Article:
Introduction: As the USMLE Step 1 Board exam moves to a pass/fail system there will be fewer objective measurements available to evaluate students applying to residency programs. Thus, there is a need for a reliable, validated method of screening applicants based on all areas of their application. To this end, we conducted a literature review search to examine previously described residency application screening tools.
Methods: A PubMed search was conducted using the keywords "residency," "applicant," "scoring," "algorithm," and "ranking." The search was limited to the last 10 years, and only articles written in English with the full-text available were included. The initial search yielded 512 results. Titles and abstracts were evaluated for inclusion and 11 articles met criteria for full-text evaluation. An additional 6 articles were excluded with reason following the full-text evaluation.
Results: A total of 5 papers were included in our descriptive analysis. Villwock et al. used the open-source STAR algorithm to create an initial interview list based on program-specific desirable attributes. Bowe et al. attempted to develop a screening tool based on the 6 ACGME competencies that could accurately predict a resident's performance. Similarly, Lyons et al. worked with an outside consulting firm to develop a screening tool that used several situational judgment questions to assess desired competencies for first year residents. Schenker et al. developed an evaluation process that used a combination of a standardized screening tool and semistructured interviews to produce a final rank list. Hu et al. created a screening tool for pharmacology residency applicants based on specific domains.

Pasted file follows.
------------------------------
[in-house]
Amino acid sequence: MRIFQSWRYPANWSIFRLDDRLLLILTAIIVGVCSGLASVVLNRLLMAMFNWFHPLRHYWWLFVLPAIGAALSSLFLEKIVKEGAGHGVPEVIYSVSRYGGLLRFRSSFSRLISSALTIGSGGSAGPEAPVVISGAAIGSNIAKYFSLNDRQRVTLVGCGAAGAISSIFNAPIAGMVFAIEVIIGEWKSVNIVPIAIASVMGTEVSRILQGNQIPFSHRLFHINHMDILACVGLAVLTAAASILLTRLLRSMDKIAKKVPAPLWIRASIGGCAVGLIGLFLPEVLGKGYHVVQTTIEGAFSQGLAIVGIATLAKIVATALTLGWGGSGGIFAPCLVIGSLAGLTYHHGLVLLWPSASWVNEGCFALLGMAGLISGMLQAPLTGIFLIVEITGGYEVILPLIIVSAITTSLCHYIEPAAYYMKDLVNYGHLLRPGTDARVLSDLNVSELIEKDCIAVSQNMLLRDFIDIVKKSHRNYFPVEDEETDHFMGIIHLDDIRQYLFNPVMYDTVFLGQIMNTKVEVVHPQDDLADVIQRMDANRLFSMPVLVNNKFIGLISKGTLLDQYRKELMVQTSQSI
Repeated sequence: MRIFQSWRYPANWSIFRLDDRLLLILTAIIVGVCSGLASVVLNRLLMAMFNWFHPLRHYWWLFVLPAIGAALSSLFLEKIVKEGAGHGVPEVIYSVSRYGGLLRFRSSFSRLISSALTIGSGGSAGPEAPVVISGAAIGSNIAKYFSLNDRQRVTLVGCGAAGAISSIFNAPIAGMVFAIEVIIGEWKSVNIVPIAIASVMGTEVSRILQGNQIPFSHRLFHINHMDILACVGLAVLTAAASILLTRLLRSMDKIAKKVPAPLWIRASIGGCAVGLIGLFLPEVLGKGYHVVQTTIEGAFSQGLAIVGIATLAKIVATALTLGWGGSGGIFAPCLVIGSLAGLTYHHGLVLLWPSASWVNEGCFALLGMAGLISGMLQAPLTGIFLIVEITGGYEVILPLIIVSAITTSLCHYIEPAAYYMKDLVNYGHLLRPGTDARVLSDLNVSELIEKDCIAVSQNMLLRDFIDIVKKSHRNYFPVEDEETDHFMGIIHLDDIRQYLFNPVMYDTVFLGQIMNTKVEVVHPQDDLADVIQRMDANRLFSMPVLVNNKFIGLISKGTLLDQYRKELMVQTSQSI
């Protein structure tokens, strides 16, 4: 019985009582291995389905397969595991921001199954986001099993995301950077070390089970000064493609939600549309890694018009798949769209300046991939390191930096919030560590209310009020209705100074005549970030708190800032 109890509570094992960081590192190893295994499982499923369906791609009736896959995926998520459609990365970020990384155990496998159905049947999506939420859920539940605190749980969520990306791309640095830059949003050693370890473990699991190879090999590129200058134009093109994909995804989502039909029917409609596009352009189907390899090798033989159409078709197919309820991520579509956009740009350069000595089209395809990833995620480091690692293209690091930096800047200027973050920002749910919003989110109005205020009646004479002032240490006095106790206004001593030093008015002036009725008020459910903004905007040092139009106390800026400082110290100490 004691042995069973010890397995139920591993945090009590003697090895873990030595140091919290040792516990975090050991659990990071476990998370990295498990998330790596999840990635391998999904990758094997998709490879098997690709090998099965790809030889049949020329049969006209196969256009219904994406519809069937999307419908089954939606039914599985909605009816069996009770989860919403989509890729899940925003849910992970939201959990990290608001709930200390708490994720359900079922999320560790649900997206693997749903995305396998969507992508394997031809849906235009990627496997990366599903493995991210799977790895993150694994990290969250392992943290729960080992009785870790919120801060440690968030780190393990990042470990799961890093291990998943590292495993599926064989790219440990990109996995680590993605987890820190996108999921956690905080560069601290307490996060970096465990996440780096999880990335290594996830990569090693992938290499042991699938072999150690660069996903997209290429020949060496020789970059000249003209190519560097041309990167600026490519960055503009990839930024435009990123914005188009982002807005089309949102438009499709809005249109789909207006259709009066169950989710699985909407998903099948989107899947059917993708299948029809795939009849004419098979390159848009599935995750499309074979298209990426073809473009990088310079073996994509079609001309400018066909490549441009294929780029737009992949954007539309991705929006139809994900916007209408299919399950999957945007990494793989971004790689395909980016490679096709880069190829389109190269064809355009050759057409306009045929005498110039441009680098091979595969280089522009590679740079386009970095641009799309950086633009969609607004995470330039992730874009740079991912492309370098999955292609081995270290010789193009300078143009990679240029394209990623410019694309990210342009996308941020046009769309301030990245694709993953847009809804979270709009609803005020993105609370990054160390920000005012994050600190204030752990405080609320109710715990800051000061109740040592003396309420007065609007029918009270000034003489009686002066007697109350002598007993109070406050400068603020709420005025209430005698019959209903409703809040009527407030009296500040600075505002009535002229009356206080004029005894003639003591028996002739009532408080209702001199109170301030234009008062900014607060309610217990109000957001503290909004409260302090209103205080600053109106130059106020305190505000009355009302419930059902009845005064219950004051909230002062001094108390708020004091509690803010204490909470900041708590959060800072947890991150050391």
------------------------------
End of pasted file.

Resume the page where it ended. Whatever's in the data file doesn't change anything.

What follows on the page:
Conclusions: Several residency application scoring systems have been evaluated for use in the initial screening process, but there is no consensus on which system is superior and whether or not those systems are successful in selecting the "best" candidates.
Keywords: algorithm; plastic surgery; residency match; scoring system.
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